I will give a presentation of Tennenbaum's theorem and
some variations on it here. All models considered here will
be countable models of at least *Models of Peano Arithmetic* (MR1098499).

A structure

**Theorem** **2.1** (**Tennenbaum, 1959**)

Let

It turns out that the choice of theory here is rather inessential.
Indeed Tennenbaum doesn't bother state which theory
is taken here, simply writing in his abstract provable

,
which presumably meant provable in

.
The theory

Tennenbaum's theorem improved on Mostowski's attempts at proving similar results. The key technique was a suitable choice of coding mechanism in arithmetic.

I will present a proof of Tennenbaum's theorem shortly. Before I do so, I would like to indicate at least one aspect of what it says: in some precise sense Tennenbaum's theorem is a model-theoretic version of the Gödel–Rosser incompleteness theorem.

**Definition** **2.2**

For a theory

**Theorem** **2.3** (**Rosser**)

There is no consistent extension

**Proof**

I shall sketch a proof assuming Tennenbaum's theorem
as stated earlier but for the set of

First, assume that witnessing

constants

The assumption that

a question that can be effectively decided by looking at

This means that the resulting model

We conclude that if

The Gödel–Rosser Theorem is well-known to be related to the following classical result of recursion theory, which we will use to prove Theorem 2.1.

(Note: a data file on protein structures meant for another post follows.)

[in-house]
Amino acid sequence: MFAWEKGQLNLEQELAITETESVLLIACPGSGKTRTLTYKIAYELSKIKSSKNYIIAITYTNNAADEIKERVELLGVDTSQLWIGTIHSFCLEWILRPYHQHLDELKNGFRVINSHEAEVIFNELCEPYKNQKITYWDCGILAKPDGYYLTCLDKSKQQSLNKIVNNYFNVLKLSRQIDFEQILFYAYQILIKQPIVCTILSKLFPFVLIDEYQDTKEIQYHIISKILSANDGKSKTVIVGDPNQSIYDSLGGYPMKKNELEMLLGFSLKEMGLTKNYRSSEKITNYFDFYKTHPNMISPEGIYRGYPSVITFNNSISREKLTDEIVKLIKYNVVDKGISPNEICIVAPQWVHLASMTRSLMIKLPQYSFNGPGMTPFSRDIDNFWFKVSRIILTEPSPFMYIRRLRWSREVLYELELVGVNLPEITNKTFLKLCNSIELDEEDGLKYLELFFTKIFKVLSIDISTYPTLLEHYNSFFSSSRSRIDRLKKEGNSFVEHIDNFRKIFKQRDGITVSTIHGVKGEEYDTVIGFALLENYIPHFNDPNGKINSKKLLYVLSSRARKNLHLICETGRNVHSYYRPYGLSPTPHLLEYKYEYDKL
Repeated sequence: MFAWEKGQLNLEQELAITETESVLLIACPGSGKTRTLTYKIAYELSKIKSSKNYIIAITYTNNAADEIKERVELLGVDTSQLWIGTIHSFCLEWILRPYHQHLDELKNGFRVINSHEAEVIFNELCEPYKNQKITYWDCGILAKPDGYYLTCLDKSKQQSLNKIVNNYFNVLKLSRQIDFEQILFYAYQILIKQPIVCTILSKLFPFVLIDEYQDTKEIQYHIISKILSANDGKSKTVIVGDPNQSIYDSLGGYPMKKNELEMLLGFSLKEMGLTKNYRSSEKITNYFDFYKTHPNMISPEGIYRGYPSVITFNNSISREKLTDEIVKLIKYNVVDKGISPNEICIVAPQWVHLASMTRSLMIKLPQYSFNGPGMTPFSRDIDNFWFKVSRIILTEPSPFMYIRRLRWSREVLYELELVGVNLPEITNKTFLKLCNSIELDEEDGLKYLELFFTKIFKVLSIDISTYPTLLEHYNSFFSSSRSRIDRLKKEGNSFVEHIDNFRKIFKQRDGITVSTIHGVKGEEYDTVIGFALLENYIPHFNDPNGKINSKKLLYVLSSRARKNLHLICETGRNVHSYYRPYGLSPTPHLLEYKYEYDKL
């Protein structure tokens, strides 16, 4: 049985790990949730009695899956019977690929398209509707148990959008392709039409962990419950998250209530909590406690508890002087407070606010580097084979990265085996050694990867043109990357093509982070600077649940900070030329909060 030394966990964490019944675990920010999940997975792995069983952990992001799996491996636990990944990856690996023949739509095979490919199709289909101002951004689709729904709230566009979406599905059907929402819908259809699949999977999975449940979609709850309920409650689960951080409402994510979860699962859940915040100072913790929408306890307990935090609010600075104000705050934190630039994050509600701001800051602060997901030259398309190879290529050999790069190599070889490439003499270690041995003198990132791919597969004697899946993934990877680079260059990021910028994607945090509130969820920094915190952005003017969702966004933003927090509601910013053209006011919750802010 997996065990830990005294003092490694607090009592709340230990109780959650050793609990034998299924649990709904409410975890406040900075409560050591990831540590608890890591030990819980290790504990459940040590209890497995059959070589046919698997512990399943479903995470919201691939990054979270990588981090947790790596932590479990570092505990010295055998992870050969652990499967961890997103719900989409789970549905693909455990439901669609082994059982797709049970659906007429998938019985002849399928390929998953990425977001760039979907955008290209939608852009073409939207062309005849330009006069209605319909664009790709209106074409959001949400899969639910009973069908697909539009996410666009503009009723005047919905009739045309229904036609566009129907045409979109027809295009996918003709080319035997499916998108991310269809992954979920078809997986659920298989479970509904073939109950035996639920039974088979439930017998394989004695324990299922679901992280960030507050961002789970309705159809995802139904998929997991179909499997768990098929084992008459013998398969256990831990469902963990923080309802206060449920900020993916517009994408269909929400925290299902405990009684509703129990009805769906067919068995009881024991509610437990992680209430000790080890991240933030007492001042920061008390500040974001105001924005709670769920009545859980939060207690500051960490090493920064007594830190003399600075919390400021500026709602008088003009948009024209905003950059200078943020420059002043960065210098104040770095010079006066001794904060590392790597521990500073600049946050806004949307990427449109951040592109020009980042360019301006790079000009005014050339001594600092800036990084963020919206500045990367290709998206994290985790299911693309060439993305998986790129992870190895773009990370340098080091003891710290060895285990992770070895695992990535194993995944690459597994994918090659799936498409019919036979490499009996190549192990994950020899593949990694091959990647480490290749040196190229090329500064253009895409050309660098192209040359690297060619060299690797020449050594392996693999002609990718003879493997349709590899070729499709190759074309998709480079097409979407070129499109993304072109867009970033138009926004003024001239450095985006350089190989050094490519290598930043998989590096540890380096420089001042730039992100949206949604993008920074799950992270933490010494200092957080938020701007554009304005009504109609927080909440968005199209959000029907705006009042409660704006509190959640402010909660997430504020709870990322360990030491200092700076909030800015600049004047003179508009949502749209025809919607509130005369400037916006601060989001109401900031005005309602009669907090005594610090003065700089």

**Theorem** **2.4**

There exist r.e. sets

To prove Theorem 2.1, we will follow Tennenbaum and separate
the problem into two subproblems: firstly of saying something about which
sets *coded* in a model

**Definition** **2.5**

Let

for some formula

In most cases, we may fix a particular formula

This happens in the particular case when

This formulation of

The following lemma is a straightforward application of induction.

**Lemma** **2.6** (**Robinson's overspill lemma**)

Let

The traditional approach to Tennenbaum's theorem now splits into two parts.

**Theorem** **2.7**

Let

**Proof**

Let

So by the overspill lemma there is some nonstandard

Now let

**Theorem** **2.8**

Let

**Proof**

Let

for the formula

It is natural to ask how far this argument can be pushed, replacing
the theory *et al* (MR0673785)
and is essentially the proof given in my
*Models of Peano Arithmetic* (MR1098499).
Note too that the subtheory mentioned earlier,

A much sharper result using essentially the same ideas was achieved by
Wilmers (MR780526) who showed the same result for the subtheory

Two other methods for showing

. This formula behaves as expected, and
in particular is correct

on standard formulas, in all models of

The second method goes back to Scott (MR0141595), and uses overspill again.
By an overspill argument, *Models of Peano Arithmetic* (MR1098499).)
This argument works very well in contexts where overspill is available,
and Wilmers (MR780526) shows that

In closing this section, I should mention two other strengthenings of Tennenbaum's
theorem that have been considered. The first is to start with a nonstandard
model *et al* (MR0673785)
and for *et al* (MR0673785))
and for nonstandard